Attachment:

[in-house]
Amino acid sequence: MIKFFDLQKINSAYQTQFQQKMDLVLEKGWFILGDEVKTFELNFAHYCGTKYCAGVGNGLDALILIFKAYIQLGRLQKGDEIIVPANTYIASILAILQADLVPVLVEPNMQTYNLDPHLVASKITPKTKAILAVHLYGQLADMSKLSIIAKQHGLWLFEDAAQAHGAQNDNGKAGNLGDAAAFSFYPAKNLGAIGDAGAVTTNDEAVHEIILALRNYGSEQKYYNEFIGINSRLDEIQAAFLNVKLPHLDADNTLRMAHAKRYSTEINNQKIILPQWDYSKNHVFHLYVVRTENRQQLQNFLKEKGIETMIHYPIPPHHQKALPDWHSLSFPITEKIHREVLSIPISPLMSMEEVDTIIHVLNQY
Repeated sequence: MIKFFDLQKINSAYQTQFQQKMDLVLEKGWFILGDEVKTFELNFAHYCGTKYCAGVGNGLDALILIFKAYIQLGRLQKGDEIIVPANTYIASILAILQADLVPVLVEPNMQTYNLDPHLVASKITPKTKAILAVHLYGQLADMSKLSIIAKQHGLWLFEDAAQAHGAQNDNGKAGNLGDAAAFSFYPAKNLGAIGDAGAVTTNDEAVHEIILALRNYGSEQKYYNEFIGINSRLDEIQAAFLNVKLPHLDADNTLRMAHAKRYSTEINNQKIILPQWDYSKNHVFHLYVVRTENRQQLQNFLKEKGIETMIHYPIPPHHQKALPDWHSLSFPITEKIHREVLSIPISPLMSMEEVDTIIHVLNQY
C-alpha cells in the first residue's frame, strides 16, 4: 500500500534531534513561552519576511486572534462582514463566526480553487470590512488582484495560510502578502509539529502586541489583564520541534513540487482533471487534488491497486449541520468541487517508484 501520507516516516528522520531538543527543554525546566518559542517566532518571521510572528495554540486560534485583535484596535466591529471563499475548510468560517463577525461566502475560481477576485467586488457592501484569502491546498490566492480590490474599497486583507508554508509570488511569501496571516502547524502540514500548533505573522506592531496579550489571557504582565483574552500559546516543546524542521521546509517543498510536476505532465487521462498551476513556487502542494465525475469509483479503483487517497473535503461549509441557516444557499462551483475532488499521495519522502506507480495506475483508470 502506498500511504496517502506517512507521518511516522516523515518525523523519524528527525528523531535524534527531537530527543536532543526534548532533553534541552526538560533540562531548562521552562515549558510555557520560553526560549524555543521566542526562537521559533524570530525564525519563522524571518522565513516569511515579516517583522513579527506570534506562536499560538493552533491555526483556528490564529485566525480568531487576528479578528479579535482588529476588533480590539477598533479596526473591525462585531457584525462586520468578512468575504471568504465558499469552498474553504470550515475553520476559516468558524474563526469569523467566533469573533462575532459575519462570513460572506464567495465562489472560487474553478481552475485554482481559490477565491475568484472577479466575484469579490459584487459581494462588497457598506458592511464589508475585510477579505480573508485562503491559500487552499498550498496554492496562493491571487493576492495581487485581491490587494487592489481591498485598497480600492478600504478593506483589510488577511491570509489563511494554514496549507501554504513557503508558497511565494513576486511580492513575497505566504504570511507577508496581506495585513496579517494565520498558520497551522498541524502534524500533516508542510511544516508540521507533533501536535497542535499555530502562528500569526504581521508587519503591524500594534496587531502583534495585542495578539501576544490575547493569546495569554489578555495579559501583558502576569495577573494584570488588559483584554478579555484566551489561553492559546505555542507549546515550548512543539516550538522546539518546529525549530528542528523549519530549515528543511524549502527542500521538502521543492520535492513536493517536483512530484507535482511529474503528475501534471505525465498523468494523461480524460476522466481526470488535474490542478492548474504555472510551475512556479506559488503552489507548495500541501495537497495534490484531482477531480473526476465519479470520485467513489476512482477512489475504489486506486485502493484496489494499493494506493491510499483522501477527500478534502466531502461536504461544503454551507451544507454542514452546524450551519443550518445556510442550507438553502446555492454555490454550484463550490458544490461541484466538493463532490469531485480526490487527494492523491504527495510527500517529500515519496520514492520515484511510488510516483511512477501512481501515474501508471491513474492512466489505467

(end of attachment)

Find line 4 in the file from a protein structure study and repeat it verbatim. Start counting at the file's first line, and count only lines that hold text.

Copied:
C-alpha cells in the first residue's frame, strides 16, 4: 500500500534531534513561552519576511486572534462582514463566526480553487470590512488582484495560510502578502509539529502586541489583564520541534513540487482533471487534488491497486449541520468541487517508484 501520507516516516528522520531538543527543554525546566518559542517566532518571521510572528495554540486560534485583535484596535466591529471563499475548510468560517463577525461566502475560481477576485467586488457592501484569502491546498490566492480590490474599497486583507508554508509570488511569501496571516502547524502540514500548533505573522506592531496579550489571557504582565483574552500559546516543546524542521521546509517543498510536476505532465487521462498551476513556487502542494465525475469509483479503483487517497473535503461549509441557516444557499462551483475532488499521495519522502506507480495506475483508470 502506498500511504496517502506517512507521518511516522516523515518525523523519524528527525528523531535524534527531537530527543536532543526534548532533553534541552526538560533540562531548562521552562515549558510555557520560553526560549524555543521566542526562537521559533524570530525564525519563522524571518522565513516569511515579516517583522513579527506570534506562536499560538493552533491555526483556528490564529485566525480568531487576528479578528479579535482588529476588533480590539477598533479596526473591525462585531457584525462586520468578512468575504471568504465558499469552498474553504470550515475553520476559516468558524474563526469569523467566533469573533462575532459575519462570513460572506464567495465562489472560487474553478481552475485554482481559490477565491475568484472577479466575484469579490459584487459581494462588497457598506458592511464589508475585510477579505480573508485562503491559500487552499498550498496554492496562493491571487493576492495581487485581491490587494487592489481591498485598497480600492478600504478593506483589510488577511491570509489563511494554514496549507501554504513557503508558497511565494513576486511580492513575497505566504504570511507577508496581506495585513496579517494565520498558520497551522498541524502534524500533516508542510511544516508540521507533533501536535497542535499555530502562528500569526504581521508587519503591524500594534496587531502583534495585542495578539501576544490575547493569546495569554489578555495579559501583558502576569495577573494584570488588559483584554478579555484566551489561553492559546505555542507549546515550548512543539516550538522546539518546529525549530528542528523549519530549515528543511524549502527542500521538502521543492520535492513536493517536483512530484507535482511529474503528475501534471505525465498523468494523461480524460476522466481526470488535474490542478492548474504555472510551475512556479506559488503552489507548495500541501495537497495534490484531482477531480473526476465519479470520485467513489476512482477512489475504489486506486485502493484496489494499493494506493491510499483522501477527500478534502466531502461536504461544503454551507451544507454542514452546524450551519443550518445556510442550507438553502446555492454555490454550484463550490458544490461541484466538493463532490469531485480526490487527494492523491504527495510527500517529500515519496520514492520515484511510488510516483511512477501512481501515474501508471491513474492512466489505467